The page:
“Mr. Williams was on board my aircraft. We took small arms fire,” the pilot, former chief warrant officer Rich Krell, told CNN. “All I know is one RPG was fired. It struck the lead aircraft, which was about what we call six rotor disks in front of me.”
Those incoming bullets, he said “struck the belly up in the forward cabin area and one or two other side hits, but it didn’t cause any major damage, just some minor damage to electronic components.” Asked if Williams was aware that the helicopter he was riding in had been hit by small arms fire, Krell said: “The door gunners were returning fire. M60s (machine guns) are very loud. The pings of the bullets hitting us…there were only a few, but it’s a distinct sound.”
Krell’s account of the incident stands in marked contrast to Stars and Stripes’ interviews with several crew members on the 159th Aviation Regiment’s helicopter that was struck by the RPG. They said Williams was nowhere near that aircraft or two other Chinooks flying in the formation that took fire.” Stars and Stripes reported Wednesday that “Williams arrived in the area about an hour later on another helicopter after the other three had made an emergency landing, the crew members said.” And, on Wednesday, Sgt. 1st Class Joseph Miller, who was the flight engineer on the aircraft that carried the journalists, told Stars and Stripes: “No, we never came under direct enemy fire to the aircraft.”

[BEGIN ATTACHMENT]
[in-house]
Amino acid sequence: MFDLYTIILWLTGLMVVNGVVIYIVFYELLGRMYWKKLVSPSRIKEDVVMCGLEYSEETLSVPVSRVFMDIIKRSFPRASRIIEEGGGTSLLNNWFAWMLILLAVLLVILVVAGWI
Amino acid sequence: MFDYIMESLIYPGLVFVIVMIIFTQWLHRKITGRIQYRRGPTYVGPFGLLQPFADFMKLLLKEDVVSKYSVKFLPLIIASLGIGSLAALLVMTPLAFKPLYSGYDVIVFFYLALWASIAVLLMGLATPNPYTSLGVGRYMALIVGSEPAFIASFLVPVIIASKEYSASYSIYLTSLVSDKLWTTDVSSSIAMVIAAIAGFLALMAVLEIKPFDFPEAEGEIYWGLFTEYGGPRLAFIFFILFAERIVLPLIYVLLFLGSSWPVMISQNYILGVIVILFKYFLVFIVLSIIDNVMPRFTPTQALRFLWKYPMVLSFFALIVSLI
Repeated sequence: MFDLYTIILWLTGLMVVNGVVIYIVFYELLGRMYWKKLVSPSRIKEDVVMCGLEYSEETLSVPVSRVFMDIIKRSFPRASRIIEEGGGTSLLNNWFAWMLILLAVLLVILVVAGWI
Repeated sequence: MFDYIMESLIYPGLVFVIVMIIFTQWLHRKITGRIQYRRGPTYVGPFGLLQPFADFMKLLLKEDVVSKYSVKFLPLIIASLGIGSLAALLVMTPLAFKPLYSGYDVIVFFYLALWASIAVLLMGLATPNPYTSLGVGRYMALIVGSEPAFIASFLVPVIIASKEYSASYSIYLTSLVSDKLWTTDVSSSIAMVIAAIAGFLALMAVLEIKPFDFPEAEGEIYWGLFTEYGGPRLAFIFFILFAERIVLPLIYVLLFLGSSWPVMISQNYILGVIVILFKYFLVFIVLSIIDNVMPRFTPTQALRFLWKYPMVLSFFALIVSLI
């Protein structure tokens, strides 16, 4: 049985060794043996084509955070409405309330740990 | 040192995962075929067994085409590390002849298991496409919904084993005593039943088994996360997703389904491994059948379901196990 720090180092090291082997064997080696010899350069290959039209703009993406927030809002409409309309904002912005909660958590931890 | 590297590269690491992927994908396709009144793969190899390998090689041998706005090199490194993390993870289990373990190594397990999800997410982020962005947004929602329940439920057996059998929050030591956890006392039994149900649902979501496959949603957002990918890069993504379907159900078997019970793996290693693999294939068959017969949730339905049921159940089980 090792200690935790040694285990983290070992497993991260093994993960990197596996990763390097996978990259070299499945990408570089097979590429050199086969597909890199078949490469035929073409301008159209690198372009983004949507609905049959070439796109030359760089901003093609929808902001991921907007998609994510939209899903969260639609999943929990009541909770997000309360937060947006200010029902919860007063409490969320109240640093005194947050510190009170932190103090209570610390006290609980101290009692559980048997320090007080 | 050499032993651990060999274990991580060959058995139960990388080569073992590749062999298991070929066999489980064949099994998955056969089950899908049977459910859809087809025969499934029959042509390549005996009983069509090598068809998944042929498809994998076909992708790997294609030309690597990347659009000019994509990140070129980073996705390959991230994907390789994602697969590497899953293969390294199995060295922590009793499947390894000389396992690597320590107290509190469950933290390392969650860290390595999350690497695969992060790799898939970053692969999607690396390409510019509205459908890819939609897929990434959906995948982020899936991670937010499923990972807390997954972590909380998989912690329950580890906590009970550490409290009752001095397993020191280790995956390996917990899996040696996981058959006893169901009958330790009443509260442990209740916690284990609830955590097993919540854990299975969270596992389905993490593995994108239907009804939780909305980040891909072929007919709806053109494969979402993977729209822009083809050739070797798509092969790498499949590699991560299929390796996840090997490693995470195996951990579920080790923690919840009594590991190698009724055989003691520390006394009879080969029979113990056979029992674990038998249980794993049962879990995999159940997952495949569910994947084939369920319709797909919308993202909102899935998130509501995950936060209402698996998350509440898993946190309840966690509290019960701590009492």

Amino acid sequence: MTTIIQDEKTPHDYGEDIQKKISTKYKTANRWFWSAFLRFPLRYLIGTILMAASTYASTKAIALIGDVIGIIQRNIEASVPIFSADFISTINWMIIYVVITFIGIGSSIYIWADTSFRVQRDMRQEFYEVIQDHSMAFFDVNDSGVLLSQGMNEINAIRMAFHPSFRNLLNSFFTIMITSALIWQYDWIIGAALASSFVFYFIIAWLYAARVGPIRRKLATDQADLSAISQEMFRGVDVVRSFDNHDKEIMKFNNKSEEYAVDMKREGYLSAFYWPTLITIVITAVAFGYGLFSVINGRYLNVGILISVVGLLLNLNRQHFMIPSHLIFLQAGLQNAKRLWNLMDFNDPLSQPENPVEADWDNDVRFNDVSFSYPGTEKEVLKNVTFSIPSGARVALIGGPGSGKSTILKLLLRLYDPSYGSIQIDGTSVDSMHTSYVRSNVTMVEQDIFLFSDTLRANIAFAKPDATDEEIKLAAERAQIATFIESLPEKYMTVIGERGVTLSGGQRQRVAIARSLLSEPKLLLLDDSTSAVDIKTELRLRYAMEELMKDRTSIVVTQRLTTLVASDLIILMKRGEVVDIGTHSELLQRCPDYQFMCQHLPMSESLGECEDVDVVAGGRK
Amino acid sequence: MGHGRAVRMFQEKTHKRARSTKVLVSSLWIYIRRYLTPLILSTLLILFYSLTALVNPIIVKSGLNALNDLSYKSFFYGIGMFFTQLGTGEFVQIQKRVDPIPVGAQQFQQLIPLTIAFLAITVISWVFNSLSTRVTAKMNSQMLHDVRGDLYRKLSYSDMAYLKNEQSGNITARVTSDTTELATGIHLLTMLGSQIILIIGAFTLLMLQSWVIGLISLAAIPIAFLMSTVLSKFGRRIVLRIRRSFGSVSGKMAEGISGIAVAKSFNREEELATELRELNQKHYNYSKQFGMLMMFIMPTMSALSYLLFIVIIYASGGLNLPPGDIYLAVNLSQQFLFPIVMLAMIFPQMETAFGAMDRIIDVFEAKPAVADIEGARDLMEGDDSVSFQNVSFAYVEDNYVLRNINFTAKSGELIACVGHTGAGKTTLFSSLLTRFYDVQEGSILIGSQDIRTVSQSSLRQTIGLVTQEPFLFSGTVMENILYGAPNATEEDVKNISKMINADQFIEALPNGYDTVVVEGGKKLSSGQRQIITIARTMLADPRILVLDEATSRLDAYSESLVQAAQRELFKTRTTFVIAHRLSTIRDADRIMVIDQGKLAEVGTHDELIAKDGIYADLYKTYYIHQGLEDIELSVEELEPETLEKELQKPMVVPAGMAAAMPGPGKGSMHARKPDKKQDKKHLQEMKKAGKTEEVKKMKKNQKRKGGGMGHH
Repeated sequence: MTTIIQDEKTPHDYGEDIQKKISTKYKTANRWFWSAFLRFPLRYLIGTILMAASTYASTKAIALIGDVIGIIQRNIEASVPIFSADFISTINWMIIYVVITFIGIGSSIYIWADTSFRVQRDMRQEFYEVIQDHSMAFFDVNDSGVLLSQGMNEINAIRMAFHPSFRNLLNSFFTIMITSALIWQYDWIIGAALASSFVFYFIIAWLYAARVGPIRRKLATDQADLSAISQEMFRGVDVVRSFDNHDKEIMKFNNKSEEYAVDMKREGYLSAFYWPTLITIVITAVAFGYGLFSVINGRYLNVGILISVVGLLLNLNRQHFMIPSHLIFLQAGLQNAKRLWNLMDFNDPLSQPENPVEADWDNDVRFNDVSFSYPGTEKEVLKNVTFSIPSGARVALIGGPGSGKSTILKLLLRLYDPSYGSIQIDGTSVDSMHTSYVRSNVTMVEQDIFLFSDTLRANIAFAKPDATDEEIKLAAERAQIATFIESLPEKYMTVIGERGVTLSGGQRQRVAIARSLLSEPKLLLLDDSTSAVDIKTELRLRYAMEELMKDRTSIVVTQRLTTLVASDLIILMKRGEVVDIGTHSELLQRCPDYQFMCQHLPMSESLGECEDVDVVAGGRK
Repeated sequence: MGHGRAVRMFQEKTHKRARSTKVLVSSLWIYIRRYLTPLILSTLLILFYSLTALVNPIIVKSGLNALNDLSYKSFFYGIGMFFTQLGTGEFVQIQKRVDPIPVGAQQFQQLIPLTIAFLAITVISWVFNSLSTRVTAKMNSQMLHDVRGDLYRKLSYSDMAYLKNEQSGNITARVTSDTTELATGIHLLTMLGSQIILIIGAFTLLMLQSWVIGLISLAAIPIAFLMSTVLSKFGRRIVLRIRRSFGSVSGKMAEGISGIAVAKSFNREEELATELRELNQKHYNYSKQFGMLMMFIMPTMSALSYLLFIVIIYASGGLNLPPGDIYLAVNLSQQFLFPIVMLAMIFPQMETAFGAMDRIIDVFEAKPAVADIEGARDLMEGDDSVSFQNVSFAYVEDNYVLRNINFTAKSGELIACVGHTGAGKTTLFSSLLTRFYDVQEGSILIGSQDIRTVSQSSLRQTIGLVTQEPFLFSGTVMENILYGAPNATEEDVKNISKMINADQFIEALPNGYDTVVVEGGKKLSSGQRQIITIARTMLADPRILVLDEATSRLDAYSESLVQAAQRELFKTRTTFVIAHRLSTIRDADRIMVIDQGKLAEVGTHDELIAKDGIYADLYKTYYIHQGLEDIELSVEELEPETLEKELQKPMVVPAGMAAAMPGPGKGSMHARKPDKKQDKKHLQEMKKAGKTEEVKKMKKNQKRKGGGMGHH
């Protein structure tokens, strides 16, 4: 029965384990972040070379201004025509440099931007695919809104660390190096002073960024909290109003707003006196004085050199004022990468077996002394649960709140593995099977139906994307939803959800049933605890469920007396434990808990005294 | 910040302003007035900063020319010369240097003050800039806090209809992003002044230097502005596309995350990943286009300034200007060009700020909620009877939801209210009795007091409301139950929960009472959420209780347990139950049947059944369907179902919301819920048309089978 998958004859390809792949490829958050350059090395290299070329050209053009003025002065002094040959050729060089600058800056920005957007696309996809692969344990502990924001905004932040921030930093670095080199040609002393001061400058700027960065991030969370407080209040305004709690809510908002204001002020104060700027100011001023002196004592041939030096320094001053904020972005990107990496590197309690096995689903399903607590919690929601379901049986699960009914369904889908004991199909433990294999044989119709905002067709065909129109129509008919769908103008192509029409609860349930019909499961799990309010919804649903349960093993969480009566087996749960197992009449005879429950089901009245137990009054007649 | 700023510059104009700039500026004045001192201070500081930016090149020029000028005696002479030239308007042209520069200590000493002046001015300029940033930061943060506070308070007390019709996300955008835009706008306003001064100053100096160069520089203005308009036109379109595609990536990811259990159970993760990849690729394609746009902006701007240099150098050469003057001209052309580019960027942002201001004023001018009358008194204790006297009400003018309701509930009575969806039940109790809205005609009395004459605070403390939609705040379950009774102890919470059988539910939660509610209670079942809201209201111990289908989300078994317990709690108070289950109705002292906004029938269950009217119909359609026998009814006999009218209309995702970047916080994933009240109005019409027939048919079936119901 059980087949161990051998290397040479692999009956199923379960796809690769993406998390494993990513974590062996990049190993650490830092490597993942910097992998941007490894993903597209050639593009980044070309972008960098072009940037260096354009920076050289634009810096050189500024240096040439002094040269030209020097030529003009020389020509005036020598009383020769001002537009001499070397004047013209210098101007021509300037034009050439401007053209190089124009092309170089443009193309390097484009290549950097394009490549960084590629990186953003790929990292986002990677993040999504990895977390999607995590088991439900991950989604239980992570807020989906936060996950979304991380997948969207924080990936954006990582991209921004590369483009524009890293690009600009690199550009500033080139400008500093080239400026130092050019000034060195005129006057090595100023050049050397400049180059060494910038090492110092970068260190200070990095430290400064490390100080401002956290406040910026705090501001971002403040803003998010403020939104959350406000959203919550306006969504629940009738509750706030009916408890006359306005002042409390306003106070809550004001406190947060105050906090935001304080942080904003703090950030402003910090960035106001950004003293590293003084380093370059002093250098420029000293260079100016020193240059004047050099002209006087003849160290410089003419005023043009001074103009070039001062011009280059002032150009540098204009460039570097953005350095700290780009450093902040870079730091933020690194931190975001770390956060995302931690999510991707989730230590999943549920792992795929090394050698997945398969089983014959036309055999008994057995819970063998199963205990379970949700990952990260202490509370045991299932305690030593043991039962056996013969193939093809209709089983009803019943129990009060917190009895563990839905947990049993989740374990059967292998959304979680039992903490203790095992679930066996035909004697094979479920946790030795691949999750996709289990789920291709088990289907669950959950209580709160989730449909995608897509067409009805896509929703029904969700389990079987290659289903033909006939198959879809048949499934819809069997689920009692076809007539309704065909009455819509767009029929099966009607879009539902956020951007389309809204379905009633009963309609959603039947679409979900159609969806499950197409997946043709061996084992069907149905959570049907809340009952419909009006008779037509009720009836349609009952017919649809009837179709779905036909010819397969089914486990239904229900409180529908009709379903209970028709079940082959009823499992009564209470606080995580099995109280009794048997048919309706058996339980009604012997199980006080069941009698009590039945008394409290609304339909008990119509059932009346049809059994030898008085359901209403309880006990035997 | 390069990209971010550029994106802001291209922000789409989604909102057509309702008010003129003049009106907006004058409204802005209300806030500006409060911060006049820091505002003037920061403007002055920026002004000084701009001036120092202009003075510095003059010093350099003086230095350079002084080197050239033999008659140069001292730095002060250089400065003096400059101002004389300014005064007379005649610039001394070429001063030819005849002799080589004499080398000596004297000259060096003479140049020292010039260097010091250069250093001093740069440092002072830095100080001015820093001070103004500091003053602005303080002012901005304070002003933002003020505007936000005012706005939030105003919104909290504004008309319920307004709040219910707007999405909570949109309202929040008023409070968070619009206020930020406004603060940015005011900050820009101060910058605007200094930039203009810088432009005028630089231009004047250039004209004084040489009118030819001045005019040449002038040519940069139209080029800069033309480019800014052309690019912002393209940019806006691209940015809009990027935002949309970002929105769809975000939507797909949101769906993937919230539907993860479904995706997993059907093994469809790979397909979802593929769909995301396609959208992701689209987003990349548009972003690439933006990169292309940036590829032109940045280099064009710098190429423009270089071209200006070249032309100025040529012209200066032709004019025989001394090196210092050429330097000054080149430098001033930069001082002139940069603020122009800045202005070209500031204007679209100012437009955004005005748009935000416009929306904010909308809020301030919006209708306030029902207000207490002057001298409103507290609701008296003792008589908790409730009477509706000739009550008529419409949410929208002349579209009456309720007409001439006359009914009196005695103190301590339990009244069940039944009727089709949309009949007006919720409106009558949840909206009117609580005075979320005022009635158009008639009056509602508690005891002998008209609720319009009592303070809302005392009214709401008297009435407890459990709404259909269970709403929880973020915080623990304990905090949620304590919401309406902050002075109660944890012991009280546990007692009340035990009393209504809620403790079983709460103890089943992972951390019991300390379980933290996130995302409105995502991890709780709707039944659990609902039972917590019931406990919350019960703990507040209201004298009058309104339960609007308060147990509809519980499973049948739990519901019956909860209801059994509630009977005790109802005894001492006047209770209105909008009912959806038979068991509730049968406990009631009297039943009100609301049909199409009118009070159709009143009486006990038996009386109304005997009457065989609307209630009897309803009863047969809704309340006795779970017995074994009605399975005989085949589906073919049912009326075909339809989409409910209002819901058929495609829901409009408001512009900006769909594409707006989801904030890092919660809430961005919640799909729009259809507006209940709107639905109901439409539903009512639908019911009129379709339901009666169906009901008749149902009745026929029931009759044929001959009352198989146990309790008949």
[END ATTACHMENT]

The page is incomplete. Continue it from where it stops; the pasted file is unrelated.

“Some of things he’s said are not true. But some of the things they’re saying against him are not true either,” Krell told CNN yesterday of the Stars and Stripes report, in defense of Williams. According to Krell, three helicopters were flying in close formation, not four, as Williams had said; one of the choppers broke down, Krell said. Williams was in the back of Krell’s aircraft along with three other NBC staffers, Krell said. He referred to his Chinook as the “second bird” in the formation. The “first bird,” right in front of the “second bird,” was struck by the RPG.
All three of the helicopters were hit by small arms fire, Krell said; his helicopter was hauling metal bridges, which “took most of the hits.”
He said the three Chinooks took evasive maneuvers and his helicopter dropped off its payload, then met up with the other two about 45 minutes later. Williams’ claim his helicopter came under attack and was hit — “that is a true statement,” Krell said, adding, “We were all scared. That’s the truth…He was there at the time of the attack.”
Several times in since that day in 2003, Williams has said that he was aboard a U.S. Army helicopter when it was hit by an RPG on one of the first days of the Iraq War in 2003. He acknowledged on last night’s newscast he actually was in a different helicopter than the one hit by the rocket propelled grenade.
NBC News has remained mum on the incident since Stars and Stripes broke the story that Williams’ account of taking an RPG hit — a story he’s been telling for years — was not true.
In its report update, Stars and Stripes notes Williams admitted on air that he was not on the Chinook that was struck by enemy fire. But the publication took Williams to task for saying he was “instead on a following aircraft,” reporting that Army flight crews said the NBC anchor was actually flying with a different helicopter company altogether — in a different direction, and linked to the attacked unit by radio only. The publication called it “another example of the anchor muddling the facts or providing misleading details” of the incident that he covered in the opening days of the Iraq invasion.